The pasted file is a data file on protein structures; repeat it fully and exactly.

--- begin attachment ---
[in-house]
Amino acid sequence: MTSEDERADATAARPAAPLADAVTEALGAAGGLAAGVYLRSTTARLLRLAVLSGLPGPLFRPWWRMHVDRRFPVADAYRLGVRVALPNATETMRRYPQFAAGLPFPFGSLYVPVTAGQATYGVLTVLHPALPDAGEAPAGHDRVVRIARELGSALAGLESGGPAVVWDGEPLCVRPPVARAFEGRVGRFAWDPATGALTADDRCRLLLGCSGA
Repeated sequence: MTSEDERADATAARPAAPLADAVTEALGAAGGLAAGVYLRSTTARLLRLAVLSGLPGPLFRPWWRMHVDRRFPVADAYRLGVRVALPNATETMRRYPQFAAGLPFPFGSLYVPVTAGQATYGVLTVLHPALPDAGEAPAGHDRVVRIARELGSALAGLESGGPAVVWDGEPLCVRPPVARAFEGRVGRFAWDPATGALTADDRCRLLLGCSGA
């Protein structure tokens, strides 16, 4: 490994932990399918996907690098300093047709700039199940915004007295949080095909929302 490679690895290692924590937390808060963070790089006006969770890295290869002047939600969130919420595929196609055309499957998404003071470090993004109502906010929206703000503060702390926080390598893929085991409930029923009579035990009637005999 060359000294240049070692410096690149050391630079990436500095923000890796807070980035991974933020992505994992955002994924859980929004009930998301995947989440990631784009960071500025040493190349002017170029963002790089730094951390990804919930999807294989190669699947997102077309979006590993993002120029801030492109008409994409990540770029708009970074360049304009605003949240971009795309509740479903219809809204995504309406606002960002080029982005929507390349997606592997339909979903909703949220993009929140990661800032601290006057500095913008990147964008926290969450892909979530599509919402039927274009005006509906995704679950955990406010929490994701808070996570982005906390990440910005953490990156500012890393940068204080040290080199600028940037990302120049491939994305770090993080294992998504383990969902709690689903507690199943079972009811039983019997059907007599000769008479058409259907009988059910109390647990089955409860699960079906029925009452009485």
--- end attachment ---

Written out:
[in-house]
Amino acid sequence: MTSEDERADATAARPAAPLADAVTEALGAAGGLAAGVYLRSTTARLLRLAVLSGLPGPLFRPWWRMHVDRRFPVADAYRLGVRVALPNATETMRRYPQFAAGLPFPFGSLYVPVTAGQATYGVLTVLHPALPDAGEAPAGHDRVVRIARELGSALAGLESGGPAVVWDGEPLCVRPPVARAFEGRVGRFAWDPATGALTADDRCRLLLGCSGA
Repeated sequence: MTSEDERADATAARPAAPLADAVTEALGAAGGLAAGVYLRSTTARLLRLAVLSGLPGPLFRPWWRMHVDRRFPVADAYRLGVRVALPNATETMRRYPQFAAGLPFPFGSLYVPVTAGQATYGVLTVLHPALPDAGEAPAGHDRVVRIARELGSALAGLESGGPAVVWDGEPLCVRPPVARAFEGRVGRFAWDPATGALTADDRCRLLLGCSGA
């Protein structure tokens, strides 16, 4: 490994932990399918996907690098300093047709700039199940915004007295949080095909929302 490679690895290692924590937390808060963070790089006006969770890295290869002047939600969130919420595929196609055309499957998404003071470090993004109502906010929206703000503060702390926080390598893929085991409930029923009579035990009637005999 060359000294240049070692410096690149050391630079990436500095923000890796807070980035991974933020992505994992955002994924859980929004009930998301995947989440990631784009960071500025040493190349002017170029963002790089730094951390990804919930999807294989190669699947997102077309979006590993993002120029801030492109008409994409990540770029708009970074360049304009605003949240971009795309509740479903219809809204995504309406606002960002080029982005929507390349997606592997339909979903909703949220993009929140990661800032601290006057500095913008990147964008926290969450892909979530599509919402039927274009005006509906995704679950955990406010929490994701808070996570982005906390990440910005953490990156500012890393940068204080040290080199600028940037990302120049491939994305770090993080294992998504383990969902709690689903507690199943079972009811039983019997059907007599000769008479058409259907009988059910109390647990089955409860699960079906029925009452009485």